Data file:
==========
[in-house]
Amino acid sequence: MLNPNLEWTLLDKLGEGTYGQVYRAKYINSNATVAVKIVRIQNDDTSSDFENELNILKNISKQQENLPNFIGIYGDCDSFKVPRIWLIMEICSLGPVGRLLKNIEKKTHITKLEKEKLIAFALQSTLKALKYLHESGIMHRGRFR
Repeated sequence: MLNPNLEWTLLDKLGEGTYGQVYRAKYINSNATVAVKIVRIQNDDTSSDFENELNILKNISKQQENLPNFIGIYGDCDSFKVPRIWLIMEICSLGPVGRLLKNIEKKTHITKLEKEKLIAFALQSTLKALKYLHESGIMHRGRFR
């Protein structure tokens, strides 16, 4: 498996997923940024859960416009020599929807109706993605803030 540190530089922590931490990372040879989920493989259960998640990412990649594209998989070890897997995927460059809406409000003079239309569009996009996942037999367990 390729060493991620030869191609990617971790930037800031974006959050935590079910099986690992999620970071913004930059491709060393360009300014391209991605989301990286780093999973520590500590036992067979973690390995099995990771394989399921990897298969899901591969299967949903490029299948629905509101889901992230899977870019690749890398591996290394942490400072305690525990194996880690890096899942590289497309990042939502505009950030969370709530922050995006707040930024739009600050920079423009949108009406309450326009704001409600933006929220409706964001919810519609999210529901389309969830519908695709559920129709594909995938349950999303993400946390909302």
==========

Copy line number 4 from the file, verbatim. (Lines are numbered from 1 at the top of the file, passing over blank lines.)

């Protein structure tokens, strides 16, 4: 498996997923940024859960416009020599929807109706993605803030 540190530089922590931490990372040879989920493989259960998640990412990649594209998989070890897997995927460059809406409000003079239309569009996009996942037999367990 390729060493991620030869191609990617971790930037800031974006959050935590079910099986690992999620970071913004930059491709060393360009300014391209991605989301990286780093999973520590500590036992067979973690390995099995990771394989399921990897298969899901591969299967949903490029299948629905509101889901992230899977870019690749890398591996290394942490400072305690525990194996880690890096899942590289497309990042939502505009950030969370709530922050995006707040930024739009600050920079423009949108009406309450326009704001409600933006929220409706964001919810519609999210529901389309969830519908695709559920129709594909995938349950999303993400946390909302």